Kujawa and two students present research
Professor of Geography Richard Kujawa and two of his students presented their research at the 2012 Annual Meeting of the New England and Saint Lawrence Valley Geographical Society held at the University of Maine in Farmington, October 19-20. Topics ranged from hydraulic fracturing to the impact of Mardi Gras or a jazz festival on urban spaces.
Environmental studies major Nick Rucci '14 of Livonia, NY presented a poster on the impact of hydraulic fracturing methods of natural gas production on agriculture landscapes in counties in Pennsylvania and New York on the Marcellus Shale. The poster, co-prepared with Assistant Professor of Environmental Studies Laura Stroup, was the result of a faculty-student research collaboration in the summer of 2012, funded by an SMC Vice President for Academic Affairs Fellowship. Nick's trip to the conference was funded by a travel grant from the Vice President's Office.
Festivals and urban spaces
Patrick Crannell '13 of Waitsfield, VT, an English major and human geography minor, presented a paper titled "Festivals and Urban Public Space: Economic Imperatives and the Social Construction of An Ephemeral Community." The paper drew on insights from theorists Ferdinand Tonnies, Georg Simmel and Michel Foucault among others in considering the ways contemporary festival events in cities transform social relations. He showed that the urban festival can provide moments of unity or moments that enforce the solidarity of urban life.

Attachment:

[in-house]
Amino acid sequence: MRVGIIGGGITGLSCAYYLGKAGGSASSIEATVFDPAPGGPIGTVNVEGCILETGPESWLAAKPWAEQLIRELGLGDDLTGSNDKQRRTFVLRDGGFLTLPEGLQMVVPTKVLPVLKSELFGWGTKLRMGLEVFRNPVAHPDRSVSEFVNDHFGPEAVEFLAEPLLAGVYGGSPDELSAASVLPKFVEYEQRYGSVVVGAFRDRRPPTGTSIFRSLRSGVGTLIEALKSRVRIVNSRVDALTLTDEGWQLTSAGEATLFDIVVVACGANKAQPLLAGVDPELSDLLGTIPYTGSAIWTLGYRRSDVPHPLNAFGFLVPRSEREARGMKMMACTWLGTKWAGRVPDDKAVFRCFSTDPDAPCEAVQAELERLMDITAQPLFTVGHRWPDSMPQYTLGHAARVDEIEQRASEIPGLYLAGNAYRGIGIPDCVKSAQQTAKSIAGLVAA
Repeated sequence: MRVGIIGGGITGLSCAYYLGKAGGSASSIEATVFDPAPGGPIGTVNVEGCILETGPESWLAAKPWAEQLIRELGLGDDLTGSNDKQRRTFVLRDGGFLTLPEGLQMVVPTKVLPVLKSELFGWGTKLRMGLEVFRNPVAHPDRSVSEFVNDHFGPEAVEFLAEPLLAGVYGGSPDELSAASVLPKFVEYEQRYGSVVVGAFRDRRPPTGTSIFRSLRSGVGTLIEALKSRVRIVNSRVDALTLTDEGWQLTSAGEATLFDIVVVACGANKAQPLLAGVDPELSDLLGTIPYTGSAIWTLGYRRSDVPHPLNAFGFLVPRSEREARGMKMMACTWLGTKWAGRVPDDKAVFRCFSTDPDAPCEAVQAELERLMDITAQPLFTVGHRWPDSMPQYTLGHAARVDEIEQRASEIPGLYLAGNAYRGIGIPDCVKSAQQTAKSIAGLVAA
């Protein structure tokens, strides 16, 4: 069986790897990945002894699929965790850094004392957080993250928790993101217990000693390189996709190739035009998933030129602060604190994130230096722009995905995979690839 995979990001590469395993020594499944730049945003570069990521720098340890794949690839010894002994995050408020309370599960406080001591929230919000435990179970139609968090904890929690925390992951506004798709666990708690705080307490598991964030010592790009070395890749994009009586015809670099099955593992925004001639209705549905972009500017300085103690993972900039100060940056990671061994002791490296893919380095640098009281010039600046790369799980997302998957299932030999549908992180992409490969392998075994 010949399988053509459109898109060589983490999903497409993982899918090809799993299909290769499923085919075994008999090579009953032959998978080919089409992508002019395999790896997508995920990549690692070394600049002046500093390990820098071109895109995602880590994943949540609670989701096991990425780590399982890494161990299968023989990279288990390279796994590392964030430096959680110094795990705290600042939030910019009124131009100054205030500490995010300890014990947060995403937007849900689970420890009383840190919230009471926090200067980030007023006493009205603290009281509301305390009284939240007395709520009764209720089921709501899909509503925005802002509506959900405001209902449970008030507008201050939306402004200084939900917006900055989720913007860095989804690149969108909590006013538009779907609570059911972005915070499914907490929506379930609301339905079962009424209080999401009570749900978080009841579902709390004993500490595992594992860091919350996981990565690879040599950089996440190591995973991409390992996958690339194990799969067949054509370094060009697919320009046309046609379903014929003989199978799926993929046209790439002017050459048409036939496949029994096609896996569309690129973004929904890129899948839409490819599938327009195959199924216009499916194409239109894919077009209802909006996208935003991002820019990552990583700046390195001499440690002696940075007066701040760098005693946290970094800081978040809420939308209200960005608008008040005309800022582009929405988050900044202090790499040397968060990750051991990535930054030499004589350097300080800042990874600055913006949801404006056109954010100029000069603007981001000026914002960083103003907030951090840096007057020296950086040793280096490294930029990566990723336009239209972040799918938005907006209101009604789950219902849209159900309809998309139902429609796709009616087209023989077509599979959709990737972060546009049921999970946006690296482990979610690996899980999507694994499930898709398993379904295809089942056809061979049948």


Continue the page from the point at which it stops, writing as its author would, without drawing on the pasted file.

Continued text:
Exploring the Mardi Gras of New Orleans, the North Sea Jazz Festival, Sydney's pre-Olympic festivals and the Edinburgh Fringe festival, he showed "the universality of a 'placeless' culture" with social relationships that are symbolic of a city's economic agenda and vision of Western society.
New Environmental Studies Course
Professor Richard Kujawa also presented a paper which drew on his collaborative teaching with Professor Laura Stroup. The paper, "Superfund, the Toxic Release Inventory, TOXMAP, and Teaching: Something for everyone?" reported on the development and implementation of a curricular unit which linked environmental health and toxicology, environmental law and explorations of the relational databases and GIS maps of the EPA and National Library of Medicine. Kujawa also met with researchers from the Maine EPSCoR team to complement his work on the Regional Adaptation to Climate Change project funded by Vermont EPSCoR.
Meeting with Nobel Laureate Robert Kates
All presenters met in person and attended a plenary session with Nobel Prize Winner Robert Kates, Presidential Professor of Sustainability Science at the University of Maine, who discussed his professional career path and involvement in four cycles of the Intergovernmental Panel on Climate Change.